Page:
When the CBSA did eventually move to a competitive process, GC Strategies helped write the narrow criteria for the contract. 

“This gave GC Strategies an advantage that other potential bidders did not have,” Hogan said. 

In the midst of pandemic urgency, the government relaxed some contract rules as a way to get work done more quickly.

As time went on, the agency continued to rely on contractors, which drove up the price of the project, Hogan said. 

While she estimated the daily cost for each person working on the app is $1,090, the auditor said the equivalent cost would have been $675 if the work was done in-house by government employees.

Hogan also noted that agency employees involved with ArriveCan were invited to dinners and “other activities” with vendors, including an online whiskey tasting. 

Her team didn’t do a full audit of the dinners, but said the invitations went unreported and created a risk or perceptions of a conflict of interest. 

The CBSA is looking into what happened, and referred part of the investigation to the RCMP. 

Hogan also found little evidence the app was properly tested, which may have contributed to more than 10,000 people being ordered to quarantine for 14 days in 2022, even though they had provided proof of vaccination.

“Overall, the Canada Border Services Agency, the Public Health Agency of Canada and Public Services and Procurement Canada repeatedly failed to follow good management practices in the contracting, development and implementation of the ArriveCAN application,” Hogan said in her report.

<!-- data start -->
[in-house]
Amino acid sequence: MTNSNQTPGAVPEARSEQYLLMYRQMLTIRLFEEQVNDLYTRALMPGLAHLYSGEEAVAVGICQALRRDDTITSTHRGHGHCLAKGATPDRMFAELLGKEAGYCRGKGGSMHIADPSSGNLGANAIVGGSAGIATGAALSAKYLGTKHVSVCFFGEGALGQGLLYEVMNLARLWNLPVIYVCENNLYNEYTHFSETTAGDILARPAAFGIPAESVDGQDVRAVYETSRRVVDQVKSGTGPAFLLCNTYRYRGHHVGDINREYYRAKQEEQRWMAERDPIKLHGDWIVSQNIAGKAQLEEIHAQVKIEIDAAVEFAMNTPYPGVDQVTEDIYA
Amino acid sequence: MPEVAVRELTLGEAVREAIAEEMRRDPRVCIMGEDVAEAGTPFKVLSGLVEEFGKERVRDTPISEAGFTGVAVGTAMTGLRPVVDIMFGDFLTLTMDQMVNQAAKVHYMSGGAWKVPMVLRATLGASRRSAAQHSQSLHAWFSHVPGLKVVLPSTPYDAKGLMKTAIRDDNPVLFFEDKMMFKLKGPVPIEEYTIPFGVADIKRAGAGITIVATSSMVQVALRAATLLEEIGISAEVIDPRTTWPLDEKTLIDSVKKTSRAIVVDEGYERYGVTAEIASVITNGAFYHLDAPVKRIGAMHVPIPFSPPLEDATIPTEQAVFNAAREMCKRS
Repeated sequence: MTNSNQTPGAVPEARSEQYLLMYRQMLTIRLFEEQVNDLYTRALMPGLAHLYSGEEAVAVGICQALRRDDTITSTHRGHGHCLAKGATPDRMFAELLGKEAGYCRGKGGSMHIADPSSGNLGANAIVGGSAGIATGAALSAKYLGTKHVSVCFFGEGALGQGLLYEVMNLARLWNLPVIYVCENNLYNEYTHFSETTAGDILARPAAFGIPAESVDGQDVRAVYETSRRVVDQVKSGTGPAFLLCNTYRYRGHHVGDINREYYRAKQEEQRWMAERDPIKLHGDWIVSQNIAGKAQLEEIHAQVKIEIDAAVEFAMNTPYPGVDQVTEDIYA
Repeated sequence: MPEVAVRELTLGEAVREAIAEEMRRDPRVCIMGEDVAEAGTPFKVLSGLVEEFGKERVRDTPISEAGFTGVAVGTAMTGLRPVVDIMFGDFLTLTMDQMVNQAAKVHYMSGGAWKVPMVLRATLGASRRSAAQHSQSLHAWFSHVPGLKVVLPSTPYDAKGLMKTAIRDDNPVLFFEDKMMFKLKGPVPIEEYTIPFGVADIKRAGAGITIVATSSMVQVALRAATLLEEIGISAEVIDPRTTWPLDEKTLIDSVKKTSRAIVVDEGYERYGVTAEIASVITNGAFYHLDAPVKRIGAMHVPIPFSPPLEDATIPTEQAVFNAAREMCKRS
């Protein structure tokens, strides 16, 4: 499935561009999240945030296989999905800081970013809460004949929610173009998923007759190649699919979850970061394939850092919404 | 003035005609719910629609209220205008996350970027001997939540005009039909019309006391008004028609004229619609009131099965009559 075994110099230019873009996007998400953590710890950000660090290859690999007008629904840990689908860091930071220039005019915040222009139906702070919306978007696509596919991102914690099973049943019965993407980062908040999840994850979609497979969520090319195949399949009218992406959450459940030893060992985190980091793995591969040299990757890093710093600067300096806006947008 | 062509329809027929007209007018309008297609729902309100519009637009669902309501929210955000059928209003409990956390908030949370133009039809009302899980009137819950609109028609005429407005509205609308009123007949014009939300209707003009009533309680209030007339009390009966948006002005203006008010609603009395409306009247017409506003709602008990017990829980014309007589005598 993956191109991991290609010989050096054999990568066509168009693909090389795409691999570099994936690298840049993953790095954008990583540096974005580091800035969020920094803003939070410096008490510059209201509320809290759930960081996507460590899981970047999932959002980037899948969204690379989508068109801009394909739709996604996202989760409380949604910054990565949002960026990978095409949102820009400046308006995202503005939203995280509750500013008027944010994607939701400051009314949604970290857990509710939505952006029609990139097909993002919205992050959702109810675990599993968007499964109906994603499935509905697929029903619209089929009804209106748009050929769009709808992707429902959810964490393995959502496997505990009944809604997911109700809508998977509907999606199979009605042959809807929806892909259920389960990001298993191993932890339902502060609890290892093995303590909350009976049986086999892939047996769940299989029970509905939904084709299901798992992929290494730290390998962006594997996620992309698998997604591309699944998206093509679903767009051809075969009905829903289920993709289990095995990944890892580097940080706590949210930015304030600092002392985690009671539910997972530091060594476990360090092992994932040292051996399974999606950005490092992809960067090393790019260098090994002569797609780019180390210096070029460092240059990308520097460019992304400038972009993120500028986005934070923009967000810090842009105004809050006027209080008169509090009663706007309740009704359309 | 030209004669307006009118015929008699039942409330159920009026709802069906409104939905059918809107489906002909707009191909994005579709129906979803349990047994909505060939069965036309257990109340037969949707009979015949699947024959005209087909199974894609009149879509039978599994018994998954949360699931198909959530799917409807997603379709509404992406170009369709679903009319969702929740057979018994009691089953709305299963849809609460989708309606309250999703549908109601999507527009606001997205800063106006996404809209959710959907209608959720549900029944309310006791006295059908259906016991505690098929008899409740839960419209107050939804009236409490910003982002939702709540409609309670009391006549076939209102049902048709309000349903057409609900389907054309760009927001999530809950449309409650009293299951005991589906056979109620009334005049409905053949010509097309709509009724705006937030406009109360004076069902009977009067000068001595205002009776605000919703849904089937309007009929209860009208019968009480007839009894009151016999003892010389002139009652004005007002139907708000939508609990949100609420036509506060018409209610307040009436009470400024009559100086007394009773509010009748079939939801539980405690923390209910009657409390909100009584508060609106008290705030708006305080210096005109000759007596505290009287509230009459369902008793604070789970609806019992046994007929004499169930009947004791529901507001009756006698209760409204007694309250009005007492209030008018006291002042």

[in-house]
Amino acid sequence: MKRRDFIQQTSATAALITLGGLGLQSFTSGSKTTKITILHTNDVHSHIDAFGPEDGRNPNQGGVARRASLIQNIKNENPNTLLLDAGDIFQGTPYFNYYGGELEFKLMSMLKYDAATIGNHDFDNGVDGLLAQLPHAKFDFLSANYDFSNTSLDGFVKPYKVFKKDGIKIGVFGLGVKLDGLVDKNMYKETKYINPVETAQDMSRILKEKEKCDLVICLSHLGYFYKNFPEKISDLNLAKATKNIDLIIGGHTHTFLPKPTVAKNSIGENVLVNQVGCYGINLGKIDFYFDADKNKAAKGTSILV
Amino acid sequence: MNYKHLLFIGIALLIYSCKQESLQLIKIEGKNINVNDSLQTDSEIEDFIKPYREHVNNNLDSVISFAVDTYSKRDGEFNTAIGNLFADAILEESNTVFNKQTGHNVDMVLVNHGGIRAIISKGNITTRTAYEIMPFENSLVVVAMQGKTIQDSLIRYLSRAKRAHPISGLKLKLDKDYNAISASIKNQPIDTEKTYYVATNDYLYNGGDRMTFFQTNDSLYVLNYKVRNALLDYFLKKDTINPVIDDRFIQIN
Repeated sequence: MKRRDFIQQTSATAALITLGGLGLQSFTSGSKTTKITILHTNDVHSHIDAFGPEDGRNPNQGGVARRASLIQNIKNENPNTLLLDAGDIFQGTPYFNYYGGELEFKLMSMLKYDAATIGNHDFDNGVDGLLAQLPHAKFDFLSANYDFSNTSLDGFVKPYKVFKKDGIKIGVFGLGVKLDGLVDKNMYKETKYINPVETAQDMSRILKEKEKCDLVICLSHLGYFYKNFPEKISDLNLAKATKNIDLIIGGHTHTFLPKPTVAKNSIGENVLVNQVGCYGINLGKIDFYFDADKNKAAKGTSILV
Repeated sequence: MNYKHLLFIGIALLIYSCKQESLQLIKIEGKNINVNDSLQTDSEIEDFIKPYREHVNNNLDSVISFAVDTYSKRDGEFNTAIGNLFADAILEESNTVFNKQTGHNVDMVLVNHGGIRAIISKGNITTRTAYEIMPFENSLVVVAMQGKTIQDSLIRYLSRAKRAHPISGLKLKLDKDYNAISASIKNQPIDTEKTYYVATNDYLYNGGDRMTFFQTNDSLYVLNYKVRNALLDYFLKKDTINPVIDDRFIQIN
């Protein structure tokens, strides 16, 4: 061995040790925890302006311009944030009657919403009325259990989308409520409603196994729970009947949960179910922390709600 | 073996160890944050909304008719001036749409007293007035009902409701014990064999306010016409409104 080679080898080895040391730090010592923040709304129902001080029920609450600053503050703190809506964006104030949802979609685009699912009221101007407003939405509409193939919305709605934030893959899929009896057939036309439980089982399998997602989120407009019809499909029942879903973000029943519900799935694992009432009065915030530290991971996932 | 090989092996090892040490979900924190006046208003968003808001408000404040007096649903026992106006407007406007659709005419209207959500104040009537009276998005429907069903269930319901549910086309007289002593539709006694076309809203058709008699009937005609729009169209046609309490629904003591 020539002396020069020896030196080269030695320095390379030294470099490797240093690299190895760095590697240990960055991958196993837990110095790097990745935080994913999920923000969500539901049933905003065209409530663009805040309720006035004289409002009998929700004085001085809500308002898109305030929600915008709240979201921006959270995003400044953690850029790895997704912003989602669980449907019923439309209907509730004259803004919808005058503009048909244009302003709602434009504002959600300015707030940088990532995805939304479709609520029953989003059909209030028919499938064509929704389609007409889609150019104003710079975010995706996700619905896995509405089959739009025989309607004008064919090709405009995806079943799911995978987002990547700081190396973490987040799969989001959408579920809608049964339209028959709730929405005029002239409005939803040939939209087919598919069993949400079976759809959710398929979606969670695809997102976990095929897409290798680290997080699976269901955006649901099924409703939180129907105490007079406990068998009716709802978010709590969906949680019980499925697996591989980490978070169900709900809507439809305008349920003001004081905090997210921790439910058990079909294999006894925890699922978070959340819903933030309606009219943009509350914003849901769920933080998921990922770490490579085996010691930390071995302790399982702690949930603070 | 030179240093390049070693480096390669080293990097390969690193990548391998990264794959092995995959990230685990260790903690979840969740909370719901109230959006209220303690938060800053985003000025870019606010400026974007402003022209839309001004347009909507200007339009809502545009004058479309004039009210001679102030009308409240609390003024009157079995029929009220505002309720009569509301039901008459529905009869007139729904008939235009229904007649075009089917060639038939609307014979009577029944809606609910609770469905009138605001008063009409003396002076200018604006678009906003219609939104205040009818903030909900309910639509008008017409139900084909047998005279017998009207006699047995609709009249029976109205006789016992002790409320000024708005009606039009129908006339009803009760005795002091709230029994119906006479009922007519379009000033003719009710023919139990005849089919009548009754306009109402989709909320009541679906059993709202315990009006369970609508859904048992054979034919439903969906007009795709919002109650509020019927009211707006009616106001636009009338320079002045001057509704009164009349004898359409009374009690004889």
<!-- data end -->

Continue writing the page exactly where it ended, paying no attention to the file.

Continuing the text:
The gaps the auditor identified are “unacceptable” and some of her recommendations have already been implemented, the agency said in a statement. 

The app was introduced as a mandatory measure in the early days of the pandemic, when the government effectively closed the borders in an effort to stop the spread of COVID-19. 

Canadians and others allowed to enter the country had to provide personal information to the government for quarantine purposes.

As the pandemic response evolved, so did the app. The auditor found ArriveCan was updated 177 times between its launch and when use of the app became voluntary in October 2022. 

The government had no evidence the CBSA did any user testing on 25 substantial updates to the app to make sure it actually worked.

Only three updates appeared to have been fully tested and documented.

“Without having the assurance that testing was completed, the agencies were at risk of launching an application that might not work as intended,” Hogan’s report said.

There were some security tests done during pre-development by subcontractors, but some of the people doing the work did not have security clearance. 

“Although the agency told us that the resources did not have access to travellers’ personal information, having resources that were not security-cleared exposed the agency to an increased risk of security breaches,” the report said. 

Banner image:  THE CANADIAN PRESS/Giordano Ciampini

This report by The Canadian Press was first published Feb. 12, 2024.